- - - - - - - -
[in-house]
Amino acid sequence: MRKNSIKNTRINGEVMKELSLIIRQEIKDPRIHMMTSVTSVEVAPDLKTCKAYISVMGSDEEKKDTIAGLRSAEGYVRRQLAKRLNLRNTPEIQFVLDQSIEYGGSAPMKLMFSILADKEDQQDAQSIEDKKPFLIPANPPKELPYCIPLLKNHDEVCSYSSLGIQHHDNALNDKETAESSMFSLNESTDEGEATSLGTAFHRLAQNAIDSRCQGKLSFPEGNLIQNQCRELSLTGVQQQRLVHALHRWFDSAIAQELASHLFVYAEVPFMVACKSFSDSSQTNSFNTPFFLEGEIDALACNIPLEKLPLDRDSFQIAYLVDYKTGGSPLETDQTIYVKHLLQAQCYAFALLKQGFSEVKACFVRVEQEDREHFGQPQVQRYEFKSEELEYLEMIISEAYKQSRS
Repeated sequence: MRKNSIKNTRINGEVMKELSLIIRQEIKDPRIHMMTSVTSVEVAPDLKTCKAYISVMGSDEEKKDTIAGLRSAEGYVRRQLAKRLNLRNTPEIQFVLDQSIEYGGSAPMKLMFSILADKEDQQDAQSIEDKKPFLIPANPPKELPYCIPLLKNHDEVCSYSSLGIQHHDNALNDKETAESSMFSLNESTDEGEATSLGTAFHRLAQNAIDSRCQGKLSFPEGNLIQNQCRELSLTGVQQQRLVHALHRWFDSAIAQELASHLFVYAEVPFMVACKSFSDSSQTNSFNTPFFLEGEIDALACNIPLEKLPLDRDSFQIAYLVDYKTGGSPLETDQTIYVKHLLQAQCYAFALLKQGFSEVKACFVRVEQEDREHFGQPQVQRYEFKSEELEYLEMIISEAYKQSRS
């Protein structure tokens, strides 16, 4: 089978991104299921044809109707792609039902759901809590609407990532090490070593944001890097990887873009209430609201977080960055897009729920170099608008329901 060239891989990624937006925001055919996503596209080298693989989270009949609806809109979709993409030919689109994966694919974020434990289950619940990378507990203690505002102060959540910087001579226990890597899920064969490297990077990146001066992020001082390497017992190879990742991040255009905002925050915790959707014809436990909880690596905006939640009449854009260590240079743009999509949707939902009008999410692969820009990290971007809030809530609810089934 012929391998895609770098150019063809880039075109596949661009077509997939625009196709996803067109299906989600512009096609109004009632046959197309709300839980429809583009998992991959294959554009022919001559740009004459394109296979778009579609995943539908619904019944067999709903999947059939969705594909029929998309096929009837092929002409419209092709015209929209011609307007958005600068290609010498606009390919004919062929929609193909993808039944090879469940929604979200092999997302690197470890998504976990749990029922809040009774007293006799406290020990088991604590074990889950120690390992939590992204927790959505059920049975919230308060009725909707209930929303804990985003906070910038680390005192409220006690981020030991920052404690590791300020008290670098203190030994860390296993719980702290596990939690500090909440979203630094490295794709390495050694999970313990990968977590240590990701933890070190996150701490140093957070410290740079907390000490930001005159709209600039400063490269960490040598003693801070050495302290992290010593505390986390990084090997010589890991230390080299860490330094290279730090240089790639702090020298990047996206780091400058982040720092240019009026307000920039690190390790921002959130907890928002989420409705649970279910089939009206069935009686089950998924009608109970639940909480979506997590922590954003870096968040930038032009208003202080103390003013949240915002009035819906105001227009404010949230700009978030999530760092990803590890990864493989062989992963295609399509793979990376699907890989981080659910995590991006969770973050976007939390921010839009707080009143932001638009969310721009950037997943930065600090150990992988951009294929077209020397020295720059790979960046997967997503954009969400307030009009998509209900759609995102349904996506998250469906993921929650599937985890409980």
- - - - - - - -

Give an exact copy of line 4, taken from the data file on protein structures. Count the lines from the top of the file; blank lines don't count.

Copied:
């Protein structure tokens, strides 16, 4: 089978991104299921044809109707792609039902759901809590609407990532090490070593944001890097990887873009209430609201977080960055897009729920170099608008329901 060239891989990624937006925001055919996503596209080298693989989270009949609806809109979709993409030919689109994966694919974020434990289950619940990378507990203690505002102060959540910087001579226990890597899920064969490297990077990146001066992020001082390497017992190879990742991040255009905002925050915790959707014809436990909880690596905006939640009449854009260590240079743009999509949707939902009008999410692969820009990290971007809030809530609810089934 012929391998895609770098150019063809880039075109596949661009077509997939625009196709996803067109299906989600512009096609109004009632046959197309709300839980429809583009998992991959294959554009022919001559740009004459394109296979778009579609995943539908619904019944067999709903999947059939969705594909029929998309096929009837092929002409419209092709015209929209011609307007958005600068290609010498606009390919004919062929929609193909993808039944090879469940929604979200092999997302690197470890998504976990749990029922809040009774007293006799406290020990088991604590074990889950120690390992939590992204927790959505059920049975919230308060009725909707209930929303804990985003906070910038680390005192409220006690981020030991920052404690590791300020008290670098203190030994860390296993719980702290596990939690500090909440979203630094490295794709390495050694999970313990990968977590240590990701933890070190996150701490140093957070410290740079907390000490930001005159709209600039400063490269960490040598003693801070050495302290992290010593505390986390990084090997010589890991230390080299860490330094290279730090240089790639702090020298990047996206780091400058982040720092240019009026307000920039690190390790921002959130907890928002989420409705649970279910089939009206069935009686089950998924009608109970639940909480979506997590922590954003870096968040930038032009208003202080103390003013949240915002009035819906105001227009404010949230700009978030999530760092990803590890990864493989062989992963295609399509793979990376699907890989981080659910995590991006969770973050976007939390921010839009707080009143932001638009969310721009950037997943930065600090150990992988951009294929077209020397020295720059790979960046997967997503954009969400307030009009998509209900759609995102349904996506998250469906993921929650599937985890409980």